A Triple Threat for HIV

Biktarvy (bictegravir, emtricitabine, tenofovir alafenamide) approved to treat HIV

(RxWiki News) The US Food and Drug Administration (FDA) has approved a new medication to treat HIV.

The new approval is for Biktarvy (bictegravir, emtricitabine and tenofovir alafenamide). The FDA approved the triple-drug combination to treat HIV type 1 (HIV-1) in adults.

HIV is a virus that affects the immune system. It destroys white blood cells, putting those with HIV at risk for infections and certain types of cancer.

Biktarvy contains three medications that work together to reduce the amount of HIV-1 in the blood (viral load), according to the FDA. This medication is available as a tablet and is to be taken once a day.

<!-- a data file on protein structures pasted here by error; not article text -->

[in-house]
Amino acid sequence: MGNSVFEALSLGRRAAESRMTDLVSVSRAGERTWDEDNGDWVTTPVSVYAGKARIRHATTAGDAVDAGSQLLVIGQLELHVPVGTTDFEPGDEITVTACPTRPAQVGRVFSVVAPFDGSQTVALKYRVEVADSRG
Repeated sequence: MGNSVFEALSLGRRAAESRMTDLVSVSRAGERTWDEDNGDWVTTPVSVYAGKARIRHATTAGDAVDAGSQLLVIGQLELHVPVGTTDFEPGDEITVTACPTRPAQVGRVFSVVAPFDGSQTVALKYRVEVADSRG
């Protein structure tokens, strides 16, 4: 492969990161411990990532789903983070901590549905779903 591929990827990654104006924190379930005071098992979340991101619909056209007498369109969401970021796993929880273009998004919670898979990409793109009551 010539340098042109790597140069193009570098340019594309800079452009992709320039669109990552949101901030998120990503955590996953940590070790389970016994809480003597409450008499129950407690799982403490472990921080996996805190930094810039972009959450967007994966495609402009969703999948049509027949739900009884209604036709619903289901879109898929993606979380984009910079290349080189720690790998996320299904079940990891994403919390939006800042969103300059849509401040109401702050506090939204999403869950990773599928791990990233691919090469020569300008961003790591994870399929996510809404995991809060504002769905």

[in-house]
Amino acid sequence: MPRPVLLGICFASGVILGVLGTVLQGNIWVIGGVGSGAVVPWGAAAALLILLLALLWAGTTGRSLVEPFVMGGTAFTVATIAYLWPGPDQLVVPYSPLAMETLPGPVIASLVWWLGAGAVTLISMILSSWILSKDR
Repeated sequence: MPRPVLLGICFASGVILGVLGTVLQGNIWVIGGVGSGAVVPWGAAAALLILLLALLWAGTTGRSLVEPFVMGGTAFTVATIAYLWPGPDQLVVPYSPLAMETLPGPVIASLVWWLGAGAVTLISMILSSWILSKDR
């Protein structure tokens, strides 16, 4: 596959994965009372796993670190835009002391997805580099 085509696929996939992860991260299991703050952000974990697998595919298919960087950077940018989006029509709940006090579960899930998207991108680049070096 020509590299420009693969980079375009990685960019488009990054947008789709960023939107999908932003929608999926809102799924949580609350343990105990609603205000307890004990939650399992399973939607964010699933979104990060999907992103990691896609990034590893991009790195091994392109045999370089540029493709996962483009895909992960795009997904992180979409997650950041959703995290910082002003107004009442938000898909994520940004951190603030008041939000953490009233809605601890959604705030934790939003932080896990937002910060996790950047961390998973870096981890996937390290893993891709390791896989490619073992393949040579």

The FDA approved Biktarvy for use in adults who have not received treatment before. It can also replace current therapy in adults who have taken other medications for at least three months and whose viral load is low enough.

Common side effects of Biktarvy included diarrhea, nausea and headache. More severe side effects included kidney and liver problems and lactic acidosis (too much lactic acid in the blood).

Biktarvy carries a boxed warning noting that it can worsen hepatitis B infections. Your health care provider will test for hepatitis B infection before you start Biktarvy.

If you or a loved one has HIV, discuss treatment options with your health care provider.

Gilead Sciences manufactures Biktarvy.